After the accident, he moved to Miami to recover. “Within a year, I regained a bit of shoulder and arm strength, but it was a slow process,” he says.

Four years later, he’d gained enough confidence to apply at Florida International University in Miami. He was accepted and excelled, earning his undergraduate and master’s degrees in mechanical engineering over the next 5.5 years. During several summers, he was an intern at the Johnson Space Center in Houston.

An inventor at heart, Nasser began working on a new kind of wheelchair wheel in college. “It was an idea for a senior design project nearly seven years ago,” Nasser says. “I came up with the idea and worked on it with a group to refine it and build the prototype. Then it just sat there.”
In 2010, Nasser dusted off his plan and entered a NASA Tech Briefs “Create the Future” competition.

“I redesigned it to be more ergonomic and lighter,” Nasser says. “And much to my surprise, I won. I’d always wanted to make something out of it, but I wasn’t doing anything with the idea.”
Following his win, he began getting calls from companies that wanted to manufacture his wheel. But nothing clicked. Then, while checking his spam folder in October of 2011, he noticed a message from Rimas Buinevicius, an entrepreneur in Madison, Wisconsin. Buinevicius, who led a software company called Sonic Foundry for nearly two decades, had spent eight weeks in a manual wheelchair after breaking a leg. During that time, he said his shoulders and arms hurt from pushing his manual wheelchair wheels forward.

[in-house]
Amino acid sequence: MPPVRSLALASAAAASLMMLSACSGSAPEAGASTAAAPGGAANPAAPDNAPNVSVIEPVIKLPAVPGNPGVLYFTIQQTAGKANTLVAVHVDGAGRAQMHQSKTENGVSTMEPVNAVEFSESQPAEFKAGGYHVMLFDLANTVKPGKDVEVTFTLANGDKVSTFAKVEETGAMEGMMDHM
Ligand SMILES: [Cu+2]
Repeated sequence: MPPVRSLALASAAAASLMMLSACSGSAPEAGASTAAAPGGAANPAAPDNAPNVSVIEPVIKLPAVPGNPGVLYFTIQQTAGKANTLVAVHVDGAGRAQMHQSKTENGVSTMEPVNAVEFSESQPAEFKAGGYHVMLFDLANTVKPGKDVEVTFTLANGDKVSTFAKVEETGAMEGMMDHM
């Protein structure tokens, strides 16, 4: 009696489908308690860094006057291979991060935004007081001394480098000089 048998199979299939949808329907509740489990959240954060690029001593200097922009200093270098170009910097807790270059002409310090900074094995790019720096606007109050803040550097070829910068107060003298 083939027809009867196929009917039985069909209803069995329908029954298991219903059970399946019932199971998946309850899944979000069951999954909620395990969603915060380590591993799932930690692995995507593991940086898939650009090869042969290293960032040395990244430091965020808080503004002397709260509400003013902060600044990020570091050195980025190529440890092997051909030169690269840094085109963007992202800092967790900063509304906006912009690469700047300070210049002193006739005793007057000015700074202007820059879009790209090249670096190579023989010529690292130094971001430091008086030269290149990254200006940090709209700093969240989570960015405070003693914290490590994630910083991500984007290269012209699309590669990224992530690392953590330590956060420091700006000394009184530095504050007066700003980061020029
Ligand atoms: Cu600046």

“When I read about what Salim had invented, I wanted to contact him because I knew--from my own experience--that there was a need for a better wheelchair wheel design,” says Buinevicius, who runs “Madcelreator,” a company that helps early stage firms bring their ideas to market.

“I was initially looking at trying to buy a set of these wheels as a consumer,” Buinevicius says. Then he realized he could do a lot more with Nasser’s idea.
“I figured it could help a lot of people--some 1.8 million folks use manual wheelchairs in the U.S.--so there’s a big market out there for these wheels,” Buinevicius says. “Over time, damage to shoulders means a lot of pain and ending up in a motorized chair, which most people want to avoid.”